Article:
Within five to seven years, programs now under way at Ford Motor Co.’s European Research and Advanced Engineering Center should see vehicle-to-vehicle warning systems emerging and growing in capability.
The German R&AE Center, in Aachen, is also focusing on intelligent speed control features to facilitate a more integrated, cohesive, and safer transport environment for the world, with vehicles becoming rolling collections of sensors to reduce congestion, enhance accident prevention, and provide increased autopilot operation.
These developments are part of a future vision revealed by Bill Ford, Executive Chairman, Ford Motor Co., speaking at the 2012 Mobile World Conference in Barcelona in late February. But he stressed that no one company or industry working alone would be able to solve the world’s mobility challenges. “The cooperation needed between the automotive and telecommunications industries will be greater than ever. We will need to develop new technologies as well as new ways of looking at the world.”
Spelling out the need to use R&AE work at its German facility and at the company’s technology centers around the world to avoid what he termed the threat of “global gridlock,” Ford said the number of cars on the planet’s roads is forecast to grow from a billion today to as many as 4 billion by mid-century. Much of this will be in developing countries, but the road situation in many developed countries is not likely to ease, and the need for smart solutions will increase.
What is needed, he said, is a global transportation network that uses communication between vehicles, transport infrastructure, and individual mobile devices. In a move toward this, Ford revealed Applink, which delivers voice control of smartphone apps from the driver’s seat. It is being introduced globally as part of the Sync voice control and in-car connectivity system.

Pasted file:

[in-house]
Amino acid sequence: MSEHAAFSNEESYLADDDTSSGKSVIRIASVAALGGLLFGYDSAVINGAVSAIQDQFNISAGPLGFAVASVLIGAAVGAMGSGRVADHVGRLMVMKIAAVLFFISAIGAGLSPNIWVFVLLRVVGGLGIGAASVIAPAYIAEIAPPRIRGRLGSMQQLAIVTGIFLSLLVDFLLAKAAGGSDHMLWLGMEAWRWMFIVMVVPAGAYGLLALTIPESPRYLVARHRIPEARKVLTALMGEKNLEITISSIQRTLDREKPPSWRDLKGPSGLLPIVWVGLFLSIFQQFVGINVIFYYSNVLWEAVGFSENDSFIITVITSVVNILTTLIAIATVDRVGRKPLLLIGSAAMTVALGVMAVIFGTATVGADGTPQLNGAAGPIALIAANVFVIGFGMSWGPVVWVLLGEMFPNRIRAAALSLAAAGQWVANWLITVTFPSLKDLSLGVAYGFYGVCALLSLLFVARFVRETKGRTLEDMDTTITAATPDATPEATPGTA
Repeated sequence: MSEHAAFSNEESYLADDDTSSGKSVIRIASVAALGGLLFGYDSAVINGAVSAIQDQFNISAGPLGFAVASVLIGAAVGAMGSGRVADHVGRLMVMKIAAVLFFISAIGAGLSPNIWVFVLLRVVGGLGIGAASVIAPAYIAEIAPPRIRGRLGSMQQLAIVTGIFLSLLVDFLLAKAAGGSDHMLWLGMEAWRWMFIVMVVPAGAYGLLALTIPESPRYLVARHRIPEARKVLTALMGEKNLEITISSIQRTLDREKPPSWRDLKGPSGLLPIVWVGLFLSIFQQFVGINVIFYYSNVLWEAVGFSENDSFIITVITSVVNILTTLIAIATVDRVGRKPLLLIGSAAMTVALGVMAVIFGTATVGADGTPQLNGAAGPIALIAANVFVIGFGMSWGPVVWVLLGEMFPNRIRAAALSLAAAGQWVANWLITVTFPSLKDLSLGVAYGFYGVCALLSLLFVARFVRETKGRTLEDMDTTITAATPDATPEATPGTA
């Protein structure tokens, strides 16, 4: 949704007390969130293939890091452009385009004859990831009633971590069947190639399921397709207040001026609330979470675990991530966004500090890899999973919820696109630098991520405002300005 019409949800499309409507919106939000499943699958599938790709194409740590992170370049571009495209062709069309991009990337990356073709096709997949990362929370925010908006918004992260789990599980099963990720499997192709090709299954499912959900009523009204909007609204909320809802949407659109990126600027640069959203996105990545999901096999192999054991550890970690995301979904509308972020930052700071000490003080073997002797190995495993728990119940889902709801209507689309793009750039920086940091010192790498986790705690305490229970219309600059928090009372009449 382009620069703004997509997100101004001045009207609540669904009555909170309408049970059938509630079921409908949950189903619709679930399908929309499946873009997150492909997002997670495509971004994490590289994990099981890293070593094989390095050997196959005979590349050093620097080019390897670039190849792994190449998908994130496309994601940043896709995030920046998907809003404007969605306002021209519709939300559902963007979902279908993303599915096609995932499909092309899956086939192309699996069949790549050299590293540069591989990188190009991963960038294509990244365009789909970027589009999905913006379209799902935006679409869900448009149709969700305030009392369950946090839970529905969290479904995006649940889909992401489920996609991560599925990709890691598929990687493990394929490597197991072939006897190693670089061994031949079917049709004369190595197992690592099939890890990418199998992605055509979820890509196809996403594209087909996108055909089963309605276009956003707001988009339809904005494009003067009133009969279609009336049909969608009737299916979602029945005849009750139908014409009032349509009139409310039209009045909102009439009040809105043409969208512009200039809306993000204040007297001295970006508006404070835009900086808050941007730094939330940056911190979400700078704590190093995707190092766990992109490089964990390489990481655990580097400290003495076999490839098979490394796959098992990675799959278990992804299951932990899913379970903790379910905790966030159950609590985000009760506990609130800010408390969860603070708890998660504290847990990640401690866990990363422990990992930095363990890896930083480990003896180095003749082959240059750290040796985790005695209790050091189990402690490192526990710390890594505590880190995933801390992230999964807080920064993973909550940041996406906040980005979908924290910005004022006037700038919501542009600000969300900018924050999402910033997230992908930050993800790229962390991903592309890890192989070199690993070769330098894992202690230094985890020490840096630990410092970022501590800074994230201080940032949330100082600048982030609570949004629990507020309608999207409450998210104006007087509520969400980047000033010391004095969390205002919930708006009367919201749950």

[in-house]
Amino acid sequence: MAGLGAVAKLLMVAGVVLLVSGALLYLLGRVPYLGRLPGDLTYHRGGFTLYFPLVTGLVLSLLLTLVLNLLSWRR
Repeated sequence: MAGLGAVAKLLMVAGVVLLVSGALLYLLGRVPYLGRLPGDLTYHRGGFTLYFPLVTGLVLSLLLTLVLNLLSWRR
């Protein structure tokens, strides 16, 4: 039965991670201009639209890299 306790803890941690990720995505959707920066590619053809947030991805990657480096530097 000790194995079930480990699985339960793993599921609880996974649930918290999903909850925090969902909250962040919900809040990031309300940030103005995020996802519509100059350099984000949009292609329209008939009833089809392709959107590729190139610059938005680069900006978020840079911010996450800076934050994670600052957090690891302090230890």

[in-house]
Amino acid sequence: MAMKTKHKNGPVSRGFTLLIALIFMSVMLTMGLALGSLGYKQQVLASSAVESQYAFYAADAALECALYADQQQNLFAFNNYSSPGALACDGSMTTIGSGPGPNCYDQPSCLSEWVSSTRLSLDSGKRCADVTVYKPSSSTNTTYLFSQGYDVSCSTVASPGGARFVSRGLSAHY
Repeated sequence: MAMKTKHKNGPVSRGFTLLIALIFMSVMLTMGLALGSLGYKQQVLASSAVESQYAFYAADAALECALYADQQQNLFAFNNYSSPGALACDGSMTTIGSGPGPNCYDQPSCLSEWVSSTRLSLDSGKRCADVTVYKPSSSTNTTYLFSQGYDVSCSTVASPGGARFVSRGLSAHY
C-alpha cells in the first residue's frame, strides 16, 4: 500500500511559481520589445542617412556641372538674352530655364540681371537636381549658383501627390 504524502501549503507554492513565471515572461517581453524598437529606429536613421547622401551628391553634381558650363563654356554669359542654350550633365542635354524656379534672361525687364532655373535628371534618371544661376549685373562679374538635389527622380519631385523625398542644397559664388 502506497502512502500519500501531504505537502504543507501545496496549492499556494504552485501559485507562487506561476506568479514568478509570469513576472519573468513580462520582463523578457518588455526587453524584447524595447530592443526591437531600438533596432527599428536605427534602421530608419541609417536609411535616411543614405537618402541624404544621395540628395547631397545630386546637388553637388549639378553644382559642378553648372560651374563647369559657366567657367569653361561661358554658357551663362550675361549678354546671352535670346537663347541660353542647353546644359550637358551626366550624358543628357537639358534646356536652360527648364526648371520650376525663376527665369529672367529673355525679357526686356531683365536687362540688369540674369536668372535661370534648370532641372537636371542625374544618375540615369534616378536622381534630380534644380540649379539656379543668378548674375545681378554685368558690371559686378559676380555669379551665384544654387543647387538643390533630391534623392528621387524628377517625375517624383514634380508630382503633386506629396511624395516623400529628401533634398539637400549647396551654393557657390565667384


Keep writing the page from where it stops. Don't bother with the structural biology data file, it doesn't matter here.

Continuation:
Complementing its Blueprint for Sustainability program, Ford’s Blueprint for Mobility centers on cross-linking the automotive and telecommunications industries and indicates Ford’s (the man and the company) take on what transport will look like by 2025 and beyond.
“The telecommunications industry is critical in the creation of an interconnected transportation system where cars are intelligent and can talk to one another as well as the infrastructure around them," Ford stressed. "Now is the time for us all to be looking at vehicles on the road the same way we look at smartphones, laptops, and tablets—as pieces of a much bigger, richer network.”
He sees in the mid-term (2017 to 2025) the introduction of semi-autonomous driving technology including driver-initiated autopilot capabilities and vehicle platooning in “limited situations” together with the arrival of vehicle-to-cloud and vehicle-to-infrastructure communication.
As for vehicle configurations, Ford believes there will be increasing options for one-, two-, or three-passenger seating to ease in-city maneuvering and access. Today, a Sao Paulo traffic jam commonly exceeds 100 miles, and in 2010, China saw what is believed to be the world’s longest period of deadlock: 11 days.